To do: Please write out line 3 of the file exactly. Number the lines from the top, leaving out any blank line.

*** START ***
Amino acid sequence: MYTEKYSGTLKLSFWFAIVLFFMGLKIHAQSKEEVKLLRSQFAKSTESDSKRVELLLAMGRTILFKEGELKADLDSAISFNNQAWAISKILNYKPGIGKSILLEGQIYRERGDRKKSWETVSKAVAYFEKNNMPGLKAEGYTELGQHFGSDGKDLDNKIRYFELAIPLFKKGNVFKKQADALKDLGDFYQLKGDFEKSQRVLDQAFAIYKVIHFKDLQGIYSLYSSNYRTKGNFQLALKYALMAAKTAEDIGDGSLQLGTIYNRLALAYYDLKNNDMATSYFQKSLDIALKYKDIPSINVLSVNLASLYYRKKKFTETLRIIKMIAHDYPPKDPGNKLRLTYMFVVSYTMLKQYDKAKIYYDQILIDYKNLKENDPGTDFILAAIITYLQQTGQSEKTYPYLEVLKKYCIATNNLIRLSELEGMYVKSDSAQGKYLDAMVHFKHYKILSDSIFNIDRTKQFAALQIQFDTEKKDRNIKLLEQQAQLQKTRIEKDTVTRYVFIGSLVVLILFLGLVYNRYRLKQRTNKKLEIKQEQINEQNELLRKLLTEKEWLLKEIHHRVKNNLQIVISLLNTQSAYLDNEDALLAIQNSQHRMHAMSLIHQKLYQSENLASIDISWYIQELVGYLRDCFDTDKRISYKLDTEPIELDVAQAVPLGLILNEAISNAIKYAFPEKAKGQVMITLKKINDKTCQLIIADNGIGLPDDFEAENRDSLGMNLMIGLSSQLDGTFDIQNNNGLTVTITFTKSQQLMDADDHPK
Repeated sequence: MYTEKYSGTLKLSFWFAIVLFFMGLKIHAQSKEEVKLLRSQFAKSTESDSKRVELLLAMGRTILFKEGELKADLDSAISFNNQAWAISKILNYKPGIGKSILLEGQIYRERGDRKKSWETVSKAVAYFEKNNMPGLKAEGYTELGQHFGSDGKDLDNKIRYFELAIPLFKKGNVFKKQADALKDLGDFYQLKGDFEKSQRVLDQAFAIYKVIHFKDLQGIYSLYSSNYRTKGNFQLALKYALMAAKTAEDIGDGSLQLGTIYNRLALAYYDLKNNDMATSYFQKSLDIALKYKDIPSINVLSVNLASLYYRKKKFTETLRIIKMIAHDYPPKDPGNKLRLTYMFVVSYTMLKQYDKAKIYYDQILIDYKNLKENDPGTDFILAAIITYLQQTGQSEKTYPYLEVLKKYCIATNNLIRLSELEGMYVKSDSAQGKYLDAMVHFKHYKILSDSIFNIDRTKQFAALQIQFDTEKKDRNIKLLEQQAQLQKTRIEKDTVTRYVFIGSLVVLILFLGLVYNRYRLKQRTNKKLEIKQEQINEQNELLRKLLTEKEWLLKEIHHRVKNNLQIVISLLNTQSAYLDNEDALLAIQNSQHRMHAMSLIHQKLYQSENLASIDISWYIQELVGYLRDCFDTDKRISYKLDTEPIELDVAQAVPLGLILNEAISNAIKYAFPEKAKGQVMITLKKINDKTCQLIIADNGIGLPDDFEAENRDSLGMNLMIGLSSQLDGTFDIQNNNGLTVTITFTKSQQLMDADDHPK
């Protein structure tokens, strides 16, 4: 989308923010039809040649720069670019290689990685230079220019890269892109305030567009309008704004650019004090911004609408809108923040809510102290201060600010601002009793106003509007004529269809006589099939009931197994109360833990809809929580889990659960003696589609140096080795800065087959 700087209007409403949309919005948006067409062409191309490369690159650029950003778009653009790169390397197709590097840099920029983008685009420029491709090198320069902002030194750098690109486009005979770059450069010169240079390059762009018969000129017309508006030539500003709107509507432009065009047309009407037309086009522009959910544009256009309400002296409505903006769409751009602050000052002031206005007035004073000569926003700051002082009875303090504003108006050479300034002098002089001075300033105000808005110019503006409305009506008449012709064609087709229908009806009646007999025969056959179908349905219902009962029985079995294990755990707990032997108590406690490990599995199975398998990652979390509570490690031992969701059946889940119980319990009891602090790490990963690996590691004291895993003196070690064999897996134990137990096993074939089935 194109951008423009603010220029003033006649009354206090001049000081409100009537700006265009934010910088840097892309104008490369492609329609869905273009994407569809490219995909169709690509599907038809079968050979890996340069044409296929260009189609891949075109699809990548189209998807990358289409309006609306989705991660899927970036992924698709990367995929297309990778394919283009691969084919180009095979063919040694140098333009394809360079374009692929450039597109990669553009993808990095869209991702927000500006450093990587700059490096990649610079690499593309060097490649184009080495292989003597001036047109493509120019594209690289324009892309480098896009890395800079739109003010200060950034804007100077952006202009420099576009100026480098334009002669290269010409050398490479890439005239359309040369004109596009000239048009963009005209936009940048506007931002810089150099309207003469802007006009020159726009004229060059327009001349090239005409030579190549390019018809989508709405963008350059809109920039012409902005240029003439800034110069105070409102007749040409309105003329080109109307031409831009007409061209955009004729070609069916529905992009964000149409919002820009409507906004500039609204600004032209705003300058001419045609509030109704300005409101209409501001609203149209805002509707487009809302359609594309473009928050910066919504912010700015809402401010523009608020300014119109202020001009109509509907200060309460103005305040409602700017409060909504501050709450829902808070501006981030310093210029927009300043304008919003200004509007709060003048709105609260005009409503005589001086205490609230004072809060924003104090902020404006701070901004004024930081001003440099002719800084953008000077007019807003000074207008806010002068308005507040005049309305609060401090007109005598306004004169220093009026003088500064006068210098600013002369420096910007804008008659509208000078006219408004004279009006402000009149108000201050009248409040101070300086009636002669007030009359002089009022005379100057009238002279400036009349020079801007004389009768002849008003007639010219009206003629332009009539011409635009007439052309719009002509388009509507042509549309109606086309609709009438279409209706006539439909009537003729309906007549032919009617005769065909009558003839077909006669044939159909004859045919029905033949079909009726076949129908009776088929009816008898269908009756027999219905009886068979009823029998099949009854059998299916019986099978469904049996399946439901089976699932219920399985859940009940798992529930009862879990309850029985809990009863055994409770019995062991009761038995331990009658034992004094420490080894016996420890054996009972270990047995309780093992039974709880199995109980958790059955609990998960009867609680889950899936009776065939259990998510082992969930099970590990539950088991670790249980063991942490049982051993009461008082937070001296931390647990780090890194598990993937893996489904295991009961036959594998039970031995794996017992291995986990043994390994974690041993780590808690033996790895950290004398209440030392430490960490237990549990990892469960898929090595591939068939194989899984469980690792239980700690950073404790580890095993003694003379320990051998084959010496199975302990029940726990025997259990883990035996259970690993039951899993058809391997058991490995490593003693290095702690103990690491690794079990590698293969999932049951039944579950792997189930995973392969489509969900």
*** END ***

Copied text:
């Protein structure tokens, strides 16, 4: 989308923010039809040649720069670019290689990685230079220019890269892109305030567009309008704004650019004090911004609408809108923040809510102290201060600010601002009793106003509007004529269809006589099939009931197994109360833990809809929580889990659960003696589609140096080795800065087959 700087209007409403949309919005948006067409062409191309490369690159650029950003778009653009790169390397197709590097840099920029983008685009420029491709090198320069902002030194750098690109486009005979770059450069010169240079390059762009018969000129017309508006030539500003709107509507432009065009047309009407037309086009522009959910544009256009309400002296409505903006769409751009602050000052002031206005007035004073000569926003700051002082009875303090504003108006050479300034002098002089001075300033105000808005110019503006409305009506008449012709064609087709229908009806009646007999025969056959179908349905219902009962029985079995294990755990707990032997108590406690490990599995199975398998990652979390509570490690031992969701059946889940119980319990009891602090790490990963690996590691004291895993003196070690064999897996134990137990096993074939089935 194109951008423009603010220029003033006649009354206090001049000081409100009537700006265009934010910088840097892309104008490369492609329609869905273009994407569809490219995909169709690509599907038809079968050979890996340069044409296929260009189609891949075109699809990548189209998807990358289409309006609306989705991660899927970036992924698709990367995929297309990778394919283009691969084919180009095979063919040694140098333009394809360079374009692929450039597109990669553009993808990095869209991702927000500006450093990587700059490096990649610079690499593309060097490649184009080495292989003597001036047109493509120019594209690289324009892309480098896009890395800079739109003010200060950034804007100077952006202009420099576009100026480098334009002669290269010409050398490479890439005239359309040369004109596009000239048009963009005209936009940048506007931002810089150099309207003469802007006009020159726009004229060059327009001349090239005409030579190549390019018809989508709405963008350059809109920039012409902005240029003439800034110069105070409102007749040409309105003329080109109307031409831009007409061209955009004729070609069916529905992009964000149409919002820009409507906004500039609204600004032209705003300058001419045609509030109704300005409101209409501001609203149209805002509707487009809302359609594309473009928050910066919504912010700015809402401010523009608020300014119109202020001009109509509907200060309460103005305040409602700017409060909504501050709450829902808070501006981030310093210029927009300043304008919003200004509007709060003048709105609260005009409503005589001086205490609230004072809060924003104090902020404006701070901004004024930081001003440099002719800084953008000077007019807003000074207008806010002068308005507040005049309305609060401090007109005598306004004169220093009026003088500064006068210098600013002369420096910007804008008659509208000078006219408004004279009006402000009149108000201050009248409040101070300086009636002669007030009359002089009022005379100057009238002279400036009349020079801007004389009768002849008003007639010219009206003629332009009539011409635009007439052309719009002509388009509507042509549309109606086309609709009438279409209706006539439909009537003729309906007549032919009617005769065909009558003839077909006669044939159909004859045919029905033949079909009726076949129908009776088929009816008898269908009756027999219905009886068979009823029998099949009854059998299916019986099978469904049996399946439901089976699932219920399985859940009940798992529930009862879990309850029985809990009863055994409770019995062991009761038995331990009658034992004094420490080894016996420890054996009972270990047995309780093992039974709880199995109980958790059955609990998960009867609680889950899936009776065939259990998510082992969930099970590990539950088991670790249980063991942490049982051993009461008082937070001296931390647990780090890194598990993937893996489904295991009961036959594998039970031995794996017992291995986990043994390994974690041993780590808690033996790895950290004398209440030392430490960490237990549990990892469960898929090595591939068939194989899984469980690792239980700690950073404790580890095993003694003379320990051998084959010496199975302990029940726990025997259990883990035996259970690993039951899993058809391997058991490995490593003693290095702690103990690491690794079990590698293969999932049951039944579950792997189930995973392969489509969900």